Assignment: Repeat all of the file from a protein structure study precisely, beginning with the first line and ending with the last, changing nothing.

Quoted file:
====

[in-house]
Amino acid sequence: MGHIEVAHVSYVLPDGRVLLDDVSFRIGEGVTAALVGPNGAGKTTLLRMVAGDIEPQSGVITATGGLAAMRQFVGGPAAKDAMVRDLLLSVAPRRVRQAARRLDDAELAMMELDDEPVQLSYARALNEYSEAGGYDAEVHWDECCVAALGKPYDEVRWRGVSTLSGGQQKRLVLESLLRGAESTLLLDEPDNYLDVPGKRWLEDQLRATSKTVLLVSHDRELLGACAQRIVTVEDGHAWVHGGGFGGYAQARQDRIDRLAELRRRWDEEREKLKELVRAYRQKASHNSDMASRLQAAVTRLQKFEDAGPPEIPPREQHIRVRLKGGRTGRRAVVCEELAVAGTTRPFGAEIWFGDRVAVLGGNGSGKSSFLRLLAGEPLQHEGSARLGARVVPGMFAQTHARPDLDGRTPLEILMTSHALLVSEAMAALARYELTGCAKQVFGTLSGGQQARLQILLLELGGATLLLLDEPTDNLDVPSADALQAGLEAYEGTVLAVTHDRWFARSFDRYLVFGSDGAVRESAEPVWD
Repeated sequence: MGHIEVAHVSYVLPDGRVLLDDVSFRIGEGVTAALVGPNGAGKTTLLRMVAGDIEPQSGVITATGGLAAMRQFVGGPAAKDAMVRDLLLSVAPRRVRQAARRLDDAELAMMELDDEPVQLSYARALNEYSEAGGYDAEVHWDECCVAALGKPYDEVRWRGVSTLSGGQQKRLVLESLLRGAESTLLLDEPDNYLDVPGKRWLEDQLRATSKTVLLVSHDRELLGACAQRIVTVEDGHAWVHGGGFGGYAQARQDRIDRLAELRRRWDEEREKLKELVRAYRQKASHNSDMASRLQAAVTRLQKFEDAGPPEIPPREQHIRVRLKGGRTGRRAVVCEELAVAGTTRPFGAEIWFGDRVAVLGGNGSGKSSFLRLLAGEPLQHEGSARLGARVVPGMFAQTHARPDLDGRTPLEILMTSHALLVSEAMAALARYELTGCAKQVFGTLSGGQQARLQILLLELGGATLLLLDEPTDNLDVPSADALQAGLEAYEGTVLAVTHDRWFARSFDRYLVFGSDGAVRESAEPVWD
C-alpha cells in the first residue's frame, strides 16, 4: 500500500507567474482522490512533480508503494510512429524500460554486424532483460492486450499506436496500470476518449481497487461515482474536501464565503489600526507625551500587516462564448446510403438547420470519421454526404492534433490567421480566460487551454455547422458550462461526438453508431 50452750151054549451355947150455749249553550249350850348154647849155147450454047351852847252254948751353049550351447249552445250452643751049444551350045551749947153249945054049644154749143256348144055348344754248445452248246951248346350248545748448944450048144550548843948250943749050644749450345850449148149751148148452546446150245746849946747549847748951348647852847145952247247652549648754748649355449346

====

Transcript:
[in-house]
Amino acid sequence: MGHIEVAHVSYVLPDGRVLLDDVSFRIGEGVTAALVGPNGAGKTTLLRMVAGDIEPQSGVITATGGLAAMRQFVGGPAAKDAMVRDLLLSVAPRRVRQAARRLDDAELAMMELDDEPVQLSYARALNEYSEAGGYDAEVHWDECCVAALGKPYDEVRWRGVSTLSGGQQKRLVLESLLRGAESTLLLDEPDNYLDVPGKRWLEDQLRATSKTVLLVSHDRELLGACAQRIVTVEDGHAWVHGGGFGGYAQARQDRIDRLAELRRRWDEEREKLKELVRAYRQKASHNSDMASRLQAAVTRLQKFEDAGPPEIPPREQHIRVRLKGGRTGRRAVVCEELAVAGTTRPFGAEIWFGDRVAVLGGNGSGKSSFLRLLAGEPLQHEGSARLGARVVPGMFAQTHARPDLDGRTPLEILMTSHALLVSEAMAALARYELTGCAKQVFGTLSGGQQARLQILLLELGGATLLLLDEPTDNLDVPSADALQAGLEAYEGTVLAVTHDRWFARSFDRYLVFGSDGAVRESAEPVWD
Repeated sequence: MGHIEVAHVSYVLPDGRVLLDDVSFRIGEGVTAALVGPNGAGKTTLLRMVAGDIEPQSGVITATGGLAAMRQFVGGPAAKDAMVRDLLLSVAPRRVRQAARRLDDAELAMMELDDEPVQLSYARALNEYSEAGGYDAEVHWDECCVAALGKPYDEVRWRGVSTLSGGQQKRLVLESLLRGAESTLLLDEPDNYLDVPGKRWLEDQLRATSKTVLLVSHDRELLGACAQRIVTVEDGHAWVHGGGFGGYAQARQDRIDRLAELRRRWDEEREKLKELVRAYRQKASHNSDMASRLQAAVTRLQKFEDAGPPEIPPREQHIRVRLKGGRTGRRAVVCEELAVAGTTRPFGAEIWFGDRVAVLGGNGSGKSSFLRLLAGEPLQHEGSARLGARVVPGMFAQTHARPDLDGRTPLEILMTSHALLVSEAMAALARYELTGCAKQVFGTLSGGQQARLQILLLELGGATLLLLDEPTDNLDVPSADALQAGLEAYEGTVLAVTHDRWFARSFDRYLVFGSDGAVRESAEPVWD
C-alpha cells in the first residue's frame, strides 16, 4: 500500500507567474482522490512533480508503494510512429524500460554486424532483460492486450499506436496500470476518449481497487461515482474536501464565503489600526507625551500587516462564448446510403438547420470519421454526404492534433490567421480566460487551454455547422458550462461526438453508431 50452750151054549451355947150455749249553550249350850348154647849155147450454047351852847252254948751353049550351447249552445250452643751049444551350045551749947153249945054049644154749143256348144055348344754248445452248246951248346350248545748448944450048144550548843948250943749050644749450345850449148149751148148452546446150245746849946747549847748951348647852847145952247247652549648754748649355449346